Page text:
TM: I watched a seller lose $500,000K in how she sold her home. I made one offer for +-$5.1m and she did not take it from my buyers. 8 months later another one of my clients paid $4.6m for the house. Her listing agent was new to the business. I watched her follow ill advice for the entirety of that listing which resulted in her losing a half million dollars.  It inspired me to write a book about all the mistakes people make buying and selling homes. 

REAM: With regular guest appearances on national podcasts, TV, and radio programs, how do you stay updated on the latest trends and developments in residential real estate? How do you ensure your knowledge and expertise remain current?  

TM: I am working in both Aspen and Marin so watching the market daily in both markets. Watching data is the single most critical component of working in residential real estate. Every day I look at active, pending and closed sales in both markets to keep abreast of how the market is moving.  I consistently look at Pinterest and all design resources to look at what’s trending for design and finishes. So, the combination of understanding values/price per square foot, understanding what is trending in design and what it costs to remodel and or build, is crucial for staying abreast of trends in the industry. 

REAM: Your ranking of number 24 in the United States by the Wall Street Journal/Real Trends is impressive. Could you share some strategies or practices that have contributed to your consistent placement in the top 100 of Real Trends for the past decade?   

TM: Honestly, that consistent top ranking is the result of working +-12-14 hours a day in ANY market. When markets are down, you must keep reaching out to your database (which is the nucleus of an agent’s business) to be more consistently in touch with former and current clients. When markets are “crazy busy,” it becomes easy to become out of touch with prior clients. However, this is also a critical part of keeping deal flows going when market slow down. I think that having a presence on social media (almost daily if possible with short, creative videos) so you are staying in front of buyers, sellers, friends and all potential clients is critical. The net net is I have always invested a lot of money in my business in all markets to stay ahead of competition. The inclination is to pull back on investing in your business when volume is down (like it is now!). However, continuing to invest with things like buying Zillow or Realtor.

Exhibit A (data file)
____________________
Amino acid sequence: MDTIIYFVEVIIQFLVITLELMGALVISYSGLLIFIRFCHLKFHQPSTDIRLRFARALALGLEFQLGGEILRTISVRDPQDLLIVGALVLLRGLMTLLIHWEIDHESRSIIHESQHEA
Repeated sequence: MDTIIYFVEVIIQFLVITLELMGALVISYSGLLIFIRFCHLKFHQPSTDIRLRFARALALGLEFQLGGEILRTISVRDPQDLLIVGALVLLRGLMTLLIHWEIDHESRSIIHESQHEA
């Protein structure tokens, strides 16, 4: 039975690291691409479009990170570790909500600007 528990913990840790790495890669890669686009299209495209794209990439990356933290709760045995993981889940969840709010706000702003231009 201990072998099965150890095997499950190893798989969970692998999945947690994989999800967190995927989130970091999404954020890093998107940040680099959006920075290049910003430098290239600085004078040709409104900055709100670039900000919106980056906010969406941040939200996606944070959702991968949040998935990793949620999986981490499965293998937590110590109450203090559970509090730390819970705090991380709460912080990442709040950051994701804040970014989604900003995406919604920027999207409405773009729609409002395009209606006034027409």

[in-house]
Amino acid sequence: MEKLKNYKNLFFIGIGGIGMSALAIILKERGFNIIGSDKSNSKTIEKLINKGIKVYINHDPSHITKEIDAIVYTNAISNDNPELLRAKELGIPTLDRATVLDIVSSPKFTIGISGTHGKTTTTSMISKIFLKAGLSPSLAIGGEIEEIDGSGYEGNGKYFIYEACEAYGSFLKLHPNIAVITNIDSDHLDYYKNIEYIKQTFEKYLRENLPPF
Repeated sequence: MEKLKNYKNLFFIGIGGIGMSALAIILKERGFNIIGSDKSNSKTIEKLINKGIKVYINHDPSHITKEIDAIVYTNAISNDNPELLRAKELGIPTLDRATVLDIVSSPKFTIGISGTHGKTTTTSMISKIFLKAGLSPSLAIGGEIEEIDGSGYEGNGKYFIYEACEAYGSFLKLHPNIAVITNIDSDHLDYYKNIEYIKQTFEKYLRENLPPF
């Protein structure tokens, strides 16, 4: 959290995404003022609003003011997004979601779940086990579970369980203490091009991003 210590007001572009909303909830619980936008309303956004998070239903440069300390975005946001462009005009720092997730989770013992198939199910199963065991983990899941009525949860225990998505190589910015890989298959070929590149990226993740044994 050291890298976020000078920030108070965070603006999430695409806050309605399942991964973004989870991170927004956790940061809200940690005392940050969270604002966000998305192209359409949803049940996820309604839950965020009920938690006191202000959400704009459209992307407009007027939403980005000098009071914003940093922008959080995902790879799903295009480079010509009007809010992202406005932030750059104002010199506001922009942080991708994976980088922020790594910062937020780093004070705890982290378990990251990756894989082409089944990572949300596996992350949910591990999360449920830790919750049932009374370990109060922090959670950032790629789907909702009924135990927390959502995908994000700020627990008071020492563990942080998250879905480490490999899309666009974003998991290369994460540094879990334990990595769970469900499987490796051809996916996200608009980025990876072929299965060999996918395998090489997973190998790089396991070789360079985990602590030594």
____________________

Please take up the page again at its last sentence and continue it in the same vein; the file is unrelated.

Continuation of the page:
REAM: Beyond your real estate career, you are involved in various memberships and organizations. How do these affiliations contribute to your personal and professional growth?  

TM: I think that real estate is a people business. Being an active member of clubs, organizations, church, or other interests is critical to building out a client base.  So many of my clients have become friends; and so many friends have become clients. The synergy between the two is critical.

REAM: As the Real Estate Columnist for the Aspen Times, what topics do you typically cover in your column? How do you leverage this platform to educate and engage with your audience?   

TM: I tend to mostly pull the content of my book, “Real Estate Rescue” to create these columns. They are the main tenants of my book and are really informative for people. They include chapters on the importance of not overpricing, pricing for success, not doing unpermitted work, and selecting the “right” agent who will best represent you.